Design for wellbeing 

If we want to design a working space of happiness and wellbeing for the employees, then we have to create working spaces:

  1. That enhances collaboration

  2. Where employees can develop and be engaged in the work that they do

  3. That create a culture of wellbeing and happiness

As Wellbeing Officer for one of the largest mental health charities from Northern Ireland, I had the chance to have a good read on environmental psychology and wellbeing workspaces.

With this opportunity, I’d like to share with you some of the workplace strategies that are the most popular nowadays:

  1. Create work spaces that enable visibility, openness and greater employee mobility to foster engagement. When workers are more likely to see each other, they are more likely to connect and collaborate.

  2. Create collaborative spaces that incorporate the 4 “Cs”: coffee, circulation nearby, connectivity and comfortable seating. These characteristics are particularly successful for “hubs” or central pantry spaces on the floor.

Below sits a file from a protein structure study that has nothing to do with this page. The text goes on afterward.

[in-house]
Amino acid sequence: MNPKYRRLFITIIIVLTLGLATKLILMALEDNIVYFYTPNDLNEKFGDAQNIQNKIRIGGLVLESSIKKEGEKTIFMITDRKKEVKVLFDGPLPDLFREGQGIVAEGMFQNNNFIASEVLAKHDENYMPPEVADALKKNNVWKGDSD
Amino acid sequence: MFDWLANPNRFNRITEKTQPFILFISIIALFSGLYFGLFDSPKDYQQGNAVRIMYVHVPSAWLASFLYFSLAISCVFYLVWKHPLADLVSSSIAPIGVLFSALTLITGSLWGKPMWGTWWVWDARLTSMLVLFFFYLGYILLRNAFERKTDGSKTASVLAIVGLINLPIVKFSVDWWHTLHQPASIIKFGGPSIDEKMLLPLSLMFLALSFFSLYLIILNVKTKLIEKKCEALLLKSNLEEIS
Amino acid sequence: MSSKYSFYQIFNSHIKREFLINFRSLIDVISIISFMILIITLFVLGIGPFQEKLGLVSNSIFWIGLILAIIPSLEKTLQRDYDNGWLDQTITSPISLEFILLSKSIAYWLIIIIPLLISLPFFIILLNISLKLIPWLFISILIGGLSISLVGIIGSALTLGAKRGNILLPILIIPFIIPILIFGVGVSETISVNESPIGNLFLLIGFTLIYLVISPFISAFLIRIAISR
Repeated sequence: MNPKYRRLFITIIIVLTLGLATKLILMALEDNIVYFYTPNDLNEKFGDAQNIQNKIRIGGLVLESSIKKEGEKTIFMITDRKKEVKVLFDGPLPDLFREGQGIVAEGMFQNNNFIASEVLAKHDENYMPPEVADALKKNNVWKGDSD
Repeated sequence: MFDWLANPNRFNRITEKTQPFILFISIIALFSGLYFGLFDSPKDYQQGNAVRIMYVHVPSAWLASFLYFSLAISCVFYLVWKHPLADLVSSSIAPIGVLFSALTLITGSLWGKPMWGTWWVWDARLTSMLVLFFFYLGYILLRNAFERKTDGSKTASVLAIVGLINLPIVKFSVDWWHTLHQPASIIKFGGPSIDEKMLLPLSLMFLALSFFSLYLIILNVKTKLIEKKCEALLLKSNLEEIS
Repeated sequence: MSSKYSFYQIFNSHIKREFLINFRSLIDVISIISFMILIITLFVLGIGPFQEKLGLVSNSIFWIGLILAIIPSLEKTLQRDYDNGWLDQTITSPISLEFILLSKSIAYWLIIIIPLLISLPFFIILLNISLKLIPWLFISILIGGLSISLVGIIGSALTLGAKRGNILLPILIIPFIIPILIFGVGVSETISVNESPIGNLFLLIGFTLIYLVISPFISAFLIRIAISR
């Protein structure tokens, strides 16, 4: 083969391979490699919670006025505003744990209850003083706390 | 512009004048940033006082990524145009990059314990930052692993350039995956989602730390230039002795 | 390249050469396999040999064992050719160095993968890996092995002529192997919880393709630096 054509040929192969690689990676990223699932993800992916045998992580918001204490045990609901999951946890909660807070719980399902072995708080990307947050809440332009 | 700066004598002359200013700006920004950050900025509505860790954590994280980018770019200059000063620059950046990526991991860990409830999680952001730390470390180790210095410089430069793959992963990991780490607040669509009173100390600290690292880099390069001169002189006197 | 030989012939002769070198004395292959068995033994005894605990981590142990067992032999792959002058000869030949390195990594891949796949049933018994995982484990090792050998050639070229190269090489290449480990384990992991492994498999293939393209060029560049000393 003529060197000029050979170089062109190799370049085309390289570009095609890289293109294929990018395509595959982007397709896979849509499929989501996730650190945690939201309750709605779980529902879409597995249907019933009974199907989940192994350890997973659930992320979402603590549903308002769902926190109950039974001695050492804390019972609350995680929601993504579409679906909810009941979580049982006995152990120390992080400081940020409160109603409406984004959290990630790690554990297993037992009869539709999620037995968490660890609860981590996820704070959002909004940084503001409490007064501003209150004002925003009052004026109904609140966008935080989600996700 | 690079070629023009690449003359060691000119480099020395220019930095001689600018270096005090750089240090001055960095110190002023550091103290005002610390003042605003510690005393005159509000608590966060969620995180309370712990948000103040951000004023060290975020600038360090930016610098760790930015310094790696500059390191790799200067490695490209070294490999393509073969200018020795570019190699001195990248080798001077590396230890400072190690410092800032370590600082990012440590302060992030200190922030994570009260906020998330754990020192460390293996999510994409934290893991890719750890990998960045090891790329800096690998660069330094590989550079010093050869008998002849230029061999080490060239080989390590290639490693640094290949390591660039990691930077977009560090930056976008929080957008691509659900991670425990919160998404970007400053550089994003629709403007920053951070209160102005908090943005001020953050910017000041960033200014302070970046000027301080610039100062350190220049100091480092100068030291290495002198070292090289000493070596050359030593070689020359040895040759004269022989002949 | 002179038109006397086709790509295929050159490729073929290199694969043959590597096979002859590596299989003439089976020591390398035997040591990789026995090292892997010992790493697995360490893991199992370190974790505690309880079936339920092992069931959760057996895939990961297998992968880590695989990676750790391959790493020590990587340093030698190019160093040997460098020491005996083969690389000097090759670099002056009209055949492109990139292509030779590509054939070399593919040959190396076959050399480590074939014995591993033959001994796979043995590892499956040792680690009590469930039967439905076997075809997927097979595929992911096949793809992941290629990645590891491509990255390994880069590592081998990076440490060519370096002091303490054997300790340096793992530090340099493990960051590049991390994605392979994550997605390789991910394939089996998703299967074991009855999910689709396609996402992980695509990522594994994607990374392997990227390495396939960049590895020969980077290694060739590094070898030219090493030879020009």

3. Use floor plate into team “neighbourhoods,” with a variety of spaces included in each, to foster team identity and sense of place.

  4. Create a Wellbeing logo, make the awards and recognitions displayed in a visible way to reinforce employee engagement. It also helps on building a climate of wellbeing.

Some other tips about natural light, view, noise, choice, community:

  • Open spaces at the perimeter of the floor allow light to penetrate deeper into the floorplate, providing access to daylight for interior spaces.

  • The shared spaces are located along the window wall with access to light and views.

  • Phone rooms dispersed throughout the workplace support the open environment and provide opportunities for private phone conversations or heads-down work.

High traffic areas by large conference spaces, breakout space, and reception, can be located at the entrance to the floor, consolidating activity and noise to minimize disruption to individual workplaces.

Separating open workstations with enclosed spaces helps to maintain noise. Too many open workstations create a feeling of overcrowding and can be too noisy.

Hot desking, a variety of spaces can support different functional needs. Employees can choose from a variety of spaces, depending on the task at hand, as well as when and how to use them. Organizing space types into “neighbourhoods” has many benefits, including minimizing the feel of overcrowding, encouraging informal interaction and supporting a team environment.

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